Food safety isn’t some abstract concept up for debate, particularly after we all weathered the recent egg recall that left millions fearing if their breakfasts would make them sick.
Foodborne pathogens cause 76 million illnesses, 325,000 hospitalizations and kill 5,000 annually in this country — and may contribute to long-term disease in more than 1 million Americans, according to estimates by the U.S. Centers for Disease Control and Prevention (CDC).
Furthermore, the total economic impact of foodborne illness across the nation is estimated to be $152 billion annually, according to the Pew Charitable Trust, which maintains a program advocating for improved food safety.
Although the Food and Drug Administration (FDA) regulates 80 percent of our food supply, it does so with inadequate resources and under the terms of an obsolete law that dates to 1938.
The FDA Food Safety Modernization Act would start to improve the situation, and would for the first time, give the FDA a mandate to inspect facilities and prevent contamination.
Republicans like to wail over “excessive regulation,” but if we need more regulation to keep roaches out of our food, and to prevent rats from dry-roasting in the peanuts from which my kids’ peanut butter is made, so be it.
The bill in question isn’t some extreme, partisan plan, either. It was approved by the Senate Health, Education, Labor and Pensions Committee by a unanimous vote of Democrats and Republicans.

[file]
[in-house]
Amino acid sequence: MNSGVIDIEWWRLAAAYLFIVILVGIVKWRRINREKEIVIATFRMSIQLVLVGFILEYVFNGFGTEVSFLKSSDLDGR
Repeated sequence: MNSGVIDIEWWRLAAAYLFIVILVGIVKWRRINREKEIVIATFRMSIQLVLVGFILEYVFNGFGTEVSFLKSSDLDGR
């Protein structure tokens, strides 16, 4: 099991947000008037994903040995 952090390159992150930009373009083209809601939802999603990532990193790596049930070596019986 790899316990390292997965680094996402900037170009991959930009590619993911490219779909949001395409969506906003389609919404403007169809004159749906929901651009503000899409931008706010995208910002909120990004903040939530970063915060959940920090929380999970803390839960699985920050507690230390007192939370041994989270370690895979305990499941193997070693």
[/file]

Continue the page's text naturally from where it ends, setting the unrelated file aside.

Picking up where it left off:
If Republicans want to run away from such common-sense protections for us, and our children, it is a shame on them. But let them walk.
A recent poll found that even many self-styled “tea party” activists support tighter business controls in several areas, including food safety. Nearly three-quarters of poll respondents support stricter regulation relating to food safety.
Every Democrat running for the Senate this year, no matter from which state, ought to put up a TV ad right away full of photos of young kids who have been sickened, and died, from foodborne illnesses.
With Democrats just one vote shy to get this important bill over the finish line, all of these candidates should pledge to be the deciding vote to pass better food safety.
Crafted with the right messages, and advertising, there is no reason why food safety couldn’t be — shouldn’t be — the defining issue for the 2010 elections.
Politicians always like to talk about standing up for families, and helping children. Well, this would be one concrete way to do it.